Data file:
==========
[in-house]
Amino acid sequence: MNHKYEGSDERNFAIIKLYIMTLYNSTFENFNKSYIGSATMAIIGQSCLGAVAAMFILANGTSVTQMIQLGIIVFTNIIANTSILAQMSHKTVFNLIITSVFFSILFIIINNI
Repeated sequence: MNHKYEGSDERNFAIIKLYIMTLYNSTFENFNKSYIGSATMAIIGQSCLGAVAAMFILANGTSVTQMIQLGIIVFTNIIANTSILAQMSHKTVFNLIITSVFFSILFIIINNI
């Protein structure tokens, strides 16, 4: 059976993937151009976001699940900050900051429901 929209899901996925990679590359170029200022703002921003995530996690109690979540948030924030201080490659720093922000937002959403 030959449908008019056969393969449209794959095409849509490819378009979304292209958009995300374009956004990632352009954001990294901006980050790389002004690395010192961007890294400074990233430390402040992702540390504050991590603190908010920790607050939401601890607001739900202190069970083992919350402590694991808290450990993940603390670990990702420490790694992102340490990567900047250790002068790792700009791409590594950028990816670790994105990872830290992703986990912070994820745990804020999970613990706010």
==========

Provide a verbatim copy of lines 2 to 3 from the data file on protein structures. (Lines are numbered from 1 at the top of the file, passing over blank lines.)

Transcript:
Amino acid sequence: MNHKYEGSDERNFAIIKLYIMTLYNSTFENFNKSYIGSATMAIIGQSCLGAVAAMFILANGTSVTQMIQLGIIVFTNIIANTSILAQMSHKTVFNLIITSVFFSILFIIINNI
Repeated sequence: MNHKYEGSDERNFAIIKLYIMTLYNSTFENFNKSYIGSATMAIIGQSCLGAVAAMFILANGTSVTQMIQLGIIVFTNIIANTSILAQMSHKTVFNLIITSVFFSILFIIINNI